The Memorial Hospital of Sweetwater County has canceled all of its elective surgeries until further notice due to an “overwhelming” influx of coronavirus patients.
Additionally, the hospital, its clinics and the emergency room have no rapid COVID-19 tests to offer. According to the hospital, the tests are in short supply nationwide as a result of the increase in cases.
“We are at a critical juncture in Sweetwater County,” said Deb Sutton, MHSC Public Information Officer. “The hospital is treating and admitting more and more COVID-19 cases every day. There has been an incredible surge in cases nationwide. We are not an exception. This comes at a time when MHSC, like other U.S. hospitals, is facing a nursing shortage, as well as limited access to bed availability in regional centers for higher levels of care.”
The nine ICU beds MHSC has available were all full as of Sunday night, Sutton said.
About 98% of MHSC’s COVID inpatients are unvaccinated, the hospital said, a trend similar to that seen nationally.
General Surgeon Dr. Brianne Crofts said many of the severe COVID-19 cases and deaths seen in recent days have been largely preventable. The difference between last year’s COVID spike and the one being seen now is there is now a vaccine available.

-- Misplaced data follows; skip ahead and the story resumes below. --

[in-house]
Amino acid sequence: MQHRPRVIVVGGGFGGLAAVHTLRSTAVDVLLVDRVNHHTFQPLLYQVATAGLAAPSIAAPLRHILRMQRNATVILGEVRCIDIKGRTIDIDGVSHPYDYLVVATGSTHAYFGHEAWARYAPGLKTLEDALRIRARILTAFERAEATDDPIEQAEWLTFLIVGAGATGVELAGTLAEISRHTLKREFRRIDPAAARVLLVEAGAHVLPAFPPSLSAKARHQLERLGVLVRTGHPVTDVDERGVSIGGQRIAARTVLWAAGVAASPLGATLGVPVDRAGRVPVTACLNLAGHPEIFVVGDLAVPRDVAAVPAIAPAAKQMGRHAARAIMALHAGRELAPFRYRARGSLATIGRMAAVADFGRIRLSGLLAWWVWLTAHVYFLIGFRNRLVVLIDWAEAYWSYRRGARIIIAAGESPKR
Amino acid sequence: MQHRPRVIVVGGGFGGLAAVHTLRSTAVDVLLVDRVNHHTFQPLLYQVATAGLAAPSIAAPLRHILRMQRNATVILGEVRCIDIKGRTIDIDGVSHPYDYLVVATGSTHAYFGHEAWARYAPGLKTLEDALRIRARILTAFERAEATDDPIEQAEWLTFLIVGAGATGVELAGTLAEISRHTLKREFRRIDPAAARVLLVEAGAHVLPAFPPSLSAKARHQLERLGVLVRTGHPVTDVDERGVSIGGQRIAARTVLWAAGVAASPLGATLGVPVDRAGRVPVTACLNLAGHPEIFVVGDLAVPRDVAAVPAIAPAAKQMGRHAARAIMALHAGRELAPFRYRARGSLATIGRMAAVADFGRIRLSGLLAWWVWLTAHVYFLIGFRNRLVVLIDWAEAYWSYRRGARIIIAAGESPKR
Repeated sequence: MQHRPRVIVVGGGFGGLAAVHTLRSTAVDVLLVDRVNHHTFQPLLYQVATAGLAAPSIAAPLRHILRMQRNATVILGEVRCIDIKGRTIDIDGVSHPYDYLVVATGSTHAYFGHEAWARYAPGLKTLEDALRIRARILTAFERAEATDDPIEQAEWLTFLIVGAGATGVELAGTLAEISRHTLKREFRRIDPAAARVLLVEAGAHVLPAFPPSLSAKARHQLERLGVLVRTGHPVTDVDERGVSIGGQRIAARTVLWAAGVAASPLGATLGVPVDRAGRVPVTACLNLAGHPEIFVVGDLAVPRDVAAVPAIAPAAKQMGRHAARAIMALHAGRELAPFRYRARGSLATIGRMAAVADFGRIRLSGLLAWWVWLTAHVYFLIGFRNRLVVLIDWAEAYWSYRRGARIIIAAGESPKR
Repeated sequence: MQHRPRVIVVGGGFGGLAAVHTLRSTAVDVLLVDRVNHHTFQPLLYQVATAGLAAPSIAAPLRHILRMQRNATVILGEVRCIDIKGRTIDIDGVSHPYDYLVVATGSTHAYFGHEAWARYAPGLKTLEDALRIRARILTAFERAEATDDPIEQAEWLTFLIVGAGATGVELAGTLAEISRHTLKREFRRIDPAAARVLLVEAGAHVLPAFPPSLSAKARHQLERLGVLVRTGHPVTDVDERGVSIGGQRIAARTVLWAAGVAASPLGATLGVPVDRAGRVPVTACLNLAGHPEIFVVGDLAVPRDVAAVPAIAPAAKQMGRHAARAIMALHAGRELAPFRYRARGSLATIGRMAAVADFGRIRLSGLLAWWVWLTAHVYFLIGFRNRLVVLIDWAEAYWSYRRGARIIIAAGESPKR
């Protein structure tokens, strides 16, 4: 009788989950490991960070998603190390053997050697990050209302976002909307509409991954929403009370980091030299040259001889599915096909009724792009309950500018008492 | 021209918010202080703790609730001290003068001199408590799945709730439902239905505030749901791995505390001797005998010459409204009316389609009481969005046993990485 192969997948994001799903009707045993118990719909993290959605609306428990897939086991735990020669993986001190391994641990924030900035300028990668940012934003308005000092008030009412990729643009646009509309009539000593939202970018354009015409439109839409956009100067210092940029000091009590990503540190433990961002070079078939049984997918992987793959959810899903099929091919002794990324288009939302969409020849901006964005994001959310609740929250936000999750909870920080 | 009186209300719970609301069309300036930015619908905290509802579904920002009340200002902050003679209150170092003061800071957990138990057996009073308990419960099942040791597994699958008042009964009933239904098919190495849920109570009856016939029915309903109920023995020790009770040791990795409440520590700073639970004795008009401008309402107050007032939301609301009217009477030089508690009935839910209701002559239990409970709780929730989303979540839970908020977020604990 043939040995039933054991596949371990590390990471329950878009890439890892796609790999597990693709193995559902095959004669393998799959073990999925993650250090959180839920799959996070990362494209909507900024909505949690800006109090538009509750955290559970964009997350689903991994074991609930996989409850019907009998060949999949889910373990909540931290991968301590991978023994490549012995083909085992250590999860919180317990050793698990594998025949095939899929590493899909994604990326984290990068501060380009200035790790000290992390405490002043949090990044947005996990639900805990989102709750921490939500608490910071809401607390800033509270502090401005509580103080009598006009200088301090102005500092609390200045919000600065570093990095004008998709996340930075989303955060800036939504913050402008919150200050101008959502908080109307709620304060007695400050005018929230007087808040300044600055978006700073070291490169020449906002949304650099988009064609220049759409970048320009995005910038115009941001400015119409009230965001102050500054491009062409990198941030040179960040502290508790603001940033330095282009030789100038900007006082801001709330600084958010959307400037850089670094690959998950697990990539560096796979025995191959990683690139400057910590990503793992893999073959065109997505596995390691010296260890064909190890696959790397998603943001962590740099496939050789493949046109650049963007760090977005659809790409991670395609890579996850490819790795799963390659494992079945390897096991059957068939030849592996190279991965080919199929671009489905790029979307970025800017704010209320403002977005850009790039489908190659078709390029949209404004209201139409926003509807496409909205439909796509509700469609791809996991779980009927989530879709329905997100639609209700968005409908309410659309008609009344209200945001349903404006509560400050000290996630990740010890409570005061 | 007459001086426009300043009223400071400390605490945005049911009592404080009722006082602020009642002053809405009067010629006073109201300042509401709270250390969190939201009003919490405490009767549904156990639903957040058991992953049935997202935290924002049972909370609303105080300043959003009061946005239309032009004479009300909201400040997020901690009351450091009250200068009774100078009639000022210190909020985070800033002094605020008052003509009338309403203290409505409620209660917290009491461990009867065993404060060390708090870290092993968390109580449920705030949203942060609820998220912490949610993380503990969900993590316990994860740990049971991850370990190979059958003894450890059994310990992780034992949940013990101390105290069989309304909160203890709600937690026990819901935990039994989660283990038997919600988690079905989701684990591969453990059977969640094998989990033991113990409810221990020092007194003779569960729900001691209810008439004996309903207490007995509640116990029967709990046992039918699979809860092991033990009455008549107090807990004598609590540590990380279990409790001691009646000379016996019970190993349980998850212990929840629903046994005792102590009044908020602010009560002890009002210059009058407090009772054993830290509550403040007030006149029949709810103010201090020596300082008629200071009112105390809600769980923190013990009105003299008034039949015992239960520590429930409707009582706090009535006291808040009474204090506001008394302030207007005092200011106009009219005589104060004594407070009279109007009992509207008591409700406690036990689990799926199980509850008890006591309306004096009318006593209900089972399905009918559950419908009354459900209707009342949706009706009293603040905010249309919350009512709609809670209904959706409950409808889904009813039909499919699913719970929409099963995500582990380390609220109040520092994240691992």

“However, the healthcare providers will continue to fight the battle against all medical emergencies,” she said. “By getting vaccinated, you are helping the healthcare system and your community. Please help us by getting vaccinated, so we can take care of everyone, regardless of their medical emergency. This current crisis is preventable.”
Emergency MHSC Incident Command meetings over the weekend painted an alarming picture, Sutton said.
The incident command team reviewed the pandemic plan it has in place should the hospital need more inpatient bed space, in the ICU or otherwise.
One ER physician recently reached out to 31 hospitals in a four-state area in an effort to place a critical patient.
MHSC also is getting calls from other hospitals inquiring about its bed availability, said Emergency Services Director Kim White, the hospital’s incident commander.
“We had a hospital in Texas calling us for beds,” White said. “How many hospitals are there between here and Texas must they have called before they got to Sweetwater Memorial?”